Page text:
In the 2006 animated blockbuster Happy Feet an alienated emperor penguin named Mumbles found empowerment through tap-dancing and in so doing managed to both attract a mate and stop the overfishing that imperiled his Antarctic habitat. Directed by George Mitchell – the same George Mitchell who gave us the post-apocalyptic Mad Max trilogy and the almost despairingly bleak Babe: Pig in the City – Happy Feet paired its broadly conventional narrative with a darker sensibility not often seen in talking-animal fare.
The film’s sequel Happy Feet Two finds Mitchell (co-directing with Gary Eck) both more jovial and more easily distracted. The story begins straightforwardly enough with Mumbles (Elijah Wood) now grown-up and by all appearances well-adjusted ceding the mantle of self-discovery to his son Erik (Ava Acres). Boogie fever has swept the once dance-averse penguin nation but in a cruelly ironic twist Erik has inherited none of his father’s nifty moves. But just as Happy Feet Two appears intent on recycling its predecessor’s basic storyline the film abruptly changes course and embarks on a series of detours that seemed geared more as fodder for throwaway gags and showy set pieces than anything else. The disparate narrative elements while enjoyable in isolation never quite coalesce into a meaningful whole leaving us entertained but unfulfilled.
As before Happy Feet Two features a variety of buoyant song-and-dance numbers with Alecia Moore (aka P!nk) lending her formidable pipes to spirited re-workings of “Rhythm Nation” and “Under Pressure ” among others. Robin Williams returns for double duty as both Ramon a diminutive oversexed Latin lover and Lovelace a fiery Southern-preacher type. (Lovelace later adopts a Rastafarian dialect allowing Williams to achieve the rare culture-caricature trifecta.) His voracious scenery-devouring is all the more impressive given the grandeur of the scenery. Not to be left out of the quasi-Vaudevillian comic shenanigans Hank Azaria lays on a thick Scandinavian shtick as Sven a charismatic Arctic émigré who presents himself as the only penguin in the world who can fly. Azaria is a hoot but the film’s best moments come courtesy of the cast’s highest-profile additions Matt Damon and Brad Pitt voicing Bill and Will (respectively) two tiny krill in search of meaning at the bottom of the food chain.
Morning Glory like its director Roger Michell’s most notable film Notting Hill doesn’t reinvent the wheel but takes it for a pleasant spin around town. He trades the grey skies of London for the skyscrapers of Manhattan with a fun if formulaic romantic comedy that boasts an impressive but underused cast including Harrison Ford Diane Keaton and Jeff Goldblum.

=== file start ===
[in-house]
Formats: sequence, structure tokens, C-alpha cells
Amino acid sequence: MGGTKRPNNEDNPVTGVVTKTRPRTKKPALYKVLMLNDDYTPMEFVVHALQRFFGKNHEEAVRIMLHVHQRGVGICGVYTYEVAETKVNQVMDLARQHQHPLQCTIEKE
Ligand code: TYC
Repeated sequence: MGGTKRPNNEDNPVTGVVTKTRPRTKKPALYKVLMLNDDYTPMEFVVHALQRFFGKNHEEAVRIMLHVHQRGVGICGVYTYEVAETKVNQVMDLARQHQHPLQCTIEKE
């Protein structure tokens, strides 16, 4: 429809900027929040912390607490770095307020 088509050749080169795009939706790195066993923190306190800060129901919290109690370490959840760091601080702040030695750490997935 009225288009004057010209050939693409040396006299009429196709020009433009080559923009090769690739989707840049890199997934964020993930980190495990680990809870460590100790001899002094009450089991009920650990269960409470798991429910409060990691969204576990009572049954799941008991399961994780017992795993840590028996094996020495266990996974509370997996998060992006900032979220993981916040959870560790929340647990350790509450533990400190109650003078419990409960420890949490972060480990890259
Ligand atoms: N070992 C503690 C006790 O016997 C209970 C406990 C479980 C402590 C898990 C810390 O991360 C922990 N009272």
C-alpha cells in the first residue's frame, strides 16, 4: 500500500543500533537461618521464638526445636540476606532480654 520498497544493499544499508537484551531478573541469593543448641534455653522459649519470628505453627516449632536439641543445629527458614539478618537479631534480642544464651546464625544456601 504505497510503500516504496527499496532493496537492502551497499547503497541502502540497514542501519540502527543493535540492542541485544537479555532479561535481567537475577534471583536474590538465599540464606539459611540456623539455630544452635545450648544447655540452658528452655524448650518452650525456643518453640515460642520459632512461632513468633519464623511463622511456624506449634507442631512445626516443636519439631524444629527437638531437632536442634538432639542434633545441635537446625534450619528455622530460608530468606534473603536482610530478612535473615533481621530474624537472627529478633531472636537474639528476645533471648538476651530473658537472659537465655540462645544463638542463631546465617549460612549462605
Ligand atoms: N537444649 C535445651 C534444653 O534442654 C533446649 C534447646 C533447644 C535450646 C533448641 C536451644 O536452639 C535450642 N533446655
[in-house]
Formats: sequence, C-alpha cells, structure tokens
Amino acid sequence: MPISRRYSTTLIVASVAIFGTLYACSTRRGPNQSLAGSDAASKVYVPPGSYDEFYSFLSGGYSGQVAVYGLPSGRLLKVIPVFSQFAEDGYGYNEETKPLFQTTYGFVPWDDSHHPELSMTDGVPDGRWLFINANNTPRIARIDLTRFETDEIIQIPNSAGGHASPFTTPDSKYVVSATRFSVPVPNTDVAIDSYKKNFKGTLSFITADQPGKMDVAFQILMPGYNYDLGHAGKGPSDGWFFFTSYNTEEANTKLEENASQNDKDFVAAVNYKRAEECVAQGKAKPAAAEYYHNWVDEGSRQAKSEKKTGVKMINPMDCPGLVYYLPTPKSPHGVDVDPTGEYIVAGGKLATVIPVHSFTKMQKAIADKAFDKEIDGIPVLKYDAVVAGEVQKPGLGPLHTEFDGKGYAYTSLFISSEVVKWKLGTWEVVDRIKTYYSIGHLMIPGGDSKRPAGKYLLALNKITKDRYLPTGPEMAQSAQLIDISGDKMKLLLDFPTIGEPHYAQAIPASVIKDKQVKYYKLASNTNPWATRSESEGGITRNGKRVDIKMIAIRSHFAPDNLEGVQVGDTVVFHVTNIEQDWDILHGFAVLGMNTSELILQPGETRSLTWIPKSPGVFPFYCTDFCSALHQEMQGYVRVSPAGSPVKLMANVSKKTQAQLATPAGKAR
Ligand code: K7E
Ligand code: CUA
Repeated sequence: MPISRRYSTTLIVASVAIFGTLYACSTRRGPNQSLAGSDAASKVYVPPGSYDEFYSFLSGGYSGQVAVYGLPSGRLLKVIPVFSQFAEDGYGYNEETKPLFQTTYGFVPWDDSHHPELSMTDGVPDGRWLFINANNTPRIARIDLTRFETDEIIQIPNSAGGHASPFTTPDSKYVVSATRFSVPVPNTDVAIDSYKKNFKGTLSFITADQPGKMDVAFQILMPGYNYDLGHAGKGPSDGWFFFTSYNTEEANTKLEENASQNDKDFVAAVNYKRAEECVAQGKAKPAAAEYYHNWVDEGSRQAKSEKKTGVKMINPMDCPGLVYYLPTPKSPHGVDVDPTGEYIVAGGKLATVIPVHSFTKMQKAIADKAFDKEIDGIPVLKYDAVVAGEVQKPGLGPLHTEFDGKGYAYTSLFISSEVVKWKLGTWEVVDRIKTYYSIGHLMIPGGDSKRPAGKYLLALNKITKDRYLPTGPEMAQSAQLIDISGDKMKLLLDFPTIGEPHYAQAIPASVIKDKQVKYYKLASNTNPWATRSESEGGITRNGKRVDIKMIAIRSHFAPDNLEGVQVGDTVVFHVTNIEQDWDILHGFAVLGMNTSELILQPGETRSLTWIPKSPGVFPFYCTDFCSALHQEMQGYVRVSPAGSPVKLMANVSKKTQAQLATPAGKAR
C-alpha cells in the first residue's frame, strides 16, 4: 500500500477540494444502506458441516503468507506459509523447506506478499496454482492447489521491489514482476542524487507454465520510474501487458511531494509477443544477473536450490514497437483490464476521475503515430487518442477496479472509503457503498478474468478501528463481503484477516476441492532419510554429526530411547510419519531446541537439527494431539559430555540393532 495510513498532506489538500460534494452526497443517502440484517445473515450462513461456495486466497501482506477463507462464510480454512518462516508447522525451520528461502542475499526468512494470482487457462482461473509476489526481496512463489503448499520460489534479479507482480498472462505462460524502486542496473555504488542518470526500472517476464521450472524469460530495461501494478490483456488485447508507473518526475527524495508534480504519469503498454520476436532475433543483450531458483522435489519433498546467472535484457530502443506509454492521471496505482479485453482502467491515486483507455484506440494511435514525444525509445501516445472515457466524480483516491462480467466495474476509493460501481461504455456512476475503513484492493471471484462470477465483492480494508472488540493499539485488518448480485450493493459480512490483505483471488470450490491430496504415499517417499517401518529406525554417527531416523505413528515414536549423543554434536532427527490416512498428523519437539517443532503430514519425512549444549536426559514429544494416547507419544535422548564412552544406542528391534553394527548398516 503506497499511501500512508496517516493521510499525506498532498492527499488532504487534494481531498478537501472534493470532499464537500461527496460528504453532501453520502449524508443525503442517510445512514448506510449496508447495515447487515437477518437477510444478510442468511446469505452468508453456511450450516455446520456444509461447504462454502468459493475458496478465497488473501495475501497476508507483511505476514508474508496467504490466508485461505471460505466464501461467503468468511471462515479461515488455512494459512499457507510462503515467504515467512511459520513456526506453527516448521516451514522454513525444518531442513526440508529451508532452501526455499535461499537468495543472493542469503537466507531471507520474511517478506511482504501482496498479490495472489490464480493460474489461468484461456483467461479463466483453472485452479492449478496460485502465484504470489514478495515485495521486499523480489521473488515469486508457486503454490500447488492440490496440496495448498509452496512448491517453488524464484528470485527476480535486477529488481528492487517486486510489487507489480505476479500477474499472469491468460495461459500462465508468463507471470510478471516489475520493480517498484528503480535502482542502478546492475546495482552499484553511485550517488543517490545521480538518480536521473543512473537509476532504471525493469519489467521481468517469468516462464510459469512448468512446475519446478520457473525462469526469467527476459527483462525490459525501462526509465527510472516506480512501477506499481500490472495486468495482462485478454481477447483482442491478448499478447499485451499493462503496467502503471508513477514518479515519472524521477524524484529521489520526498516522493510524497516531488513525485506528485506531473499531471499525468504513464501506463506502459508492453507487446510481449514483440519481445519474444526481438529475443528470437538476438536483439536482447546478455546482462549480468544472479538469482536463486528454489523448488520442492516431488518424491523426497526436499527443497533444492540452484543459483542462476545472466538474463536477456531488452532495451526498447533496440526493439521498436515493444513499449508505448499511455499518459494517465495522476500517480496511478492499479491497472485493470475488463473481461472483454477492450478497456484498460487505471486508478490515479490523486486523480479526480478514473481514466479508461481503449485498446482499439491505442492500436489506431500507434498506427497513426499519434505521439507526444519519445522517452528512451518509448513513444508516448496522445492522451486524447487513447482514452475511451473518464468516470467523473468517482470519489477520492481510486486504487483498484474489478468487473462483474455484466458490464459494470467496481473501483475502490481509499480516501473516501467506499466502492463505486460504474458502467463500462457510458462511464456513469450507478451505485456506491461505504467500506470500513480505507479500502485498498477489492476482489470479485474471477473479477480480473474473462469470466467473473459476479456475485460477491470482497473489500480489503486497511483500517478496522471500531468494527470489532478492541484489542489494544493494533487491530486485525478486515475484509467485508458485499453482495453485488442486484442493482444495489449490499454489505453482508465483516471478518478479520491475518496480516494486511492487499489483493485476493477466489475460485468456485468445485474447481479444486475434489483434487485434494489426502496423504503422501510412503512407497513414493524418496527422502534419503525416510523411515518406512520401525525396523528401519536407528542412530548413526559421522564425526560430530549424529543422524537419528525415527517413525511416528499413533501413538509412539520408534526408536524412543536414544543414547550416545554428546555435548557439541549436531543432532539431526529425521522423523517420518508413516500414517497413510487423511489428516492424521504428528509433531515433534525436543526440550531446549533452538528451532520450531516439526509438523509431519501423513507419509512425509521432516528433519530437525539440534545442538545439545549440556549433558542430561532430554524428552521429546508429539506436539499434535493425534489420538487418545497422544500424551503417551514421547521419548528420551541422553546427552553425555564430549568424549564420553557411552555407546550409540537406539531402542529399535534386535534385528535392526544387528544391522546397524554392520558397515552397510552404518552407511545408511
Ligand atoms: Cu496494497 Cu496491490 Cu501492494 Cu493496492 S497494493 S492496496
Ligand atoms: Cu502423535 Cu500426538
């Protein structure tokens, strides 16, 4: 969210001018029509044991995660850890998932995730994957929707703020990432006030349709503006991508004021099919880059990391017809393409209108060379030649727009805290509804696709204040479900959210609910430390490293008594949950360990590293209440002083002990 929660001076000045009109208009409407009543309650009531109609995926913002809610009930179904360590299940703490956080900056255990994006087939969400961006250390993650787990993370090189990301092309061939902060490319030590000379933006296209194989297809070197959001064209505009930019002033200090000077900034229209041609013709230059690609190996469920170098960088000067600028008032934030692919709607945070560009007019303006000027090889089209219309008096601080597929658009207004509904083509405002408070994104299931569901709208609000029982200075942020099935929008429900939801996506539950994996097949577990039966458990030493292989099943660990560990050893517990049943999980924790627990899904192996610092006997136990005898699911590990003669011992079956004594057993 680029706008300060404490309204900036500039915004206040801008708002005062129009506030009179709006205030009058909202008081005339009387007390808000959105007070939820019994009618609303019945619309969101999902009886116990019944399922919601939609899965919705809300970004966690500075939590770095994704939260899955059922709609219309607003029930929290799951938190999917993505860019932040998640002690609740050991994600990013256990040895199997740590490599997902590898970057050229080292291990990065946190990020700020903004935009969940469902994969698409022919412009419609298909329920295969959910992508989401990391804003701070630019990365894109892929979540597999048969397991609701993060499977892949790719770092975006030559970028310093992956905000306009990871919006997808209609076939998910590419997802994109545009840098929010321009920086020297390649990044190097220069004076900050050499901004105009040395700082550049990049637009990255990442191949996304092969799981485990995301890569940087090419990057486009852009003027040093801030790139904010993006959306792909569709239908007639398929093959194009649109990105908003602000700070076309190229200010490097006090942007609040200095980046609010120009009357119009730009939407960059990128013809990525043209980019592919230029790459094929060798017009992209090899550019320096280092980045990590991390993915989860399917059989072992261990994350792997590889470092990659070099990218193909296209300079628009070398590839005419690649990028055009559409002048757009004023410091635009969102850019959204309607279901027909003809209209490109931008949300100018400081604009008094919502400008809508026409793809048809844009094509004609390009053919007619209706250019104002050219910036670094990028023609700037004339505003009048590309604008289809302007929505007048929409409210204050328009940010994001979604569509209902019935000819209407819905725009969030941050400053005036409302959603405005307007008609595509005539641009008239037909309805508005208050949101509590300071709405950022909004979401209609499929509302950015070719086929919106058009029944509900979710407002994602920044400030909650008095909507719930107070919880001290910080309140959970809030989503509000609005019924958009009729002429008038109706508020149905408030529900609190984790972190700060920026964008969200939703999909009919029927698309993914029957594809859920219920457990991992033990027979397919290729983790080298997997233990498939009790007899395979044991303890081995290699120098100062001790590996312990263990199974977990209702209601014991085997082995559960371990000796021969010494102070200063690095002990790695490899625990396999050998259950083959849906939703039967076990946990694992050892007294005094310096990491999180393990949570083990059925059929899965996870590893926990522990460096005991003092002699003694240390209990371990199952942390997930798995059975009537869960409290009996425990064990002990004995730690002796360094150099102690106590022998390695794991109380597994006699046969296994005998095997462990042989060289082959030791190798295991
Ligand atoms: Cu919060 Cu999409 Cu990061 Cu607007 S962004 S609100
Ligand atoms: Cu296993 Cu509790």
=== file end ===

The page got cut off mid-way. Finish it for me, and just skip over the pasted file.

Of course the real star of the show is Becky Fuller the behind-the-scenes boss of fictional network IBS’ (what a name) fledgling morning show Daybreak played by America’s newest sweetheart Rachel McAdams. She gives Becky spunk sexiness and a strong resolve to succeed in a business that isn’t kind to new recruits. Her task is simple to grasp but hard to execute: revive the show and boost its ratings. Had she been working with Matt Lauer or Diane Sawyer the job would’ve been easy but the film would’ve missed out on the possibilities for screwball workplace comedy.
The heartiest laughs are provided by supporting characters like Ty Burell’s Paul McVee who is more entertaining to watch in his ten minutes of screen time than the majority of the core cast throughout the film’s 102 minute run. Not every character is meant for comic relief though like Ford’s growling curmudgeon Mike Pomeroy a hard-nosed award-winning journalist and relic of the past in a world more interested in “fluff” over facts. Pomeroy is strong-armed by Becky into Daybreak co-hosting duties because of a clause in his contract and he does everything he can to make her life a living hell. His reluctance to cooperate is eventually undermined as a result of a “mutual understanding” between the two but it feels unauthentic as he betrays his own ideals for a barely developed friendship.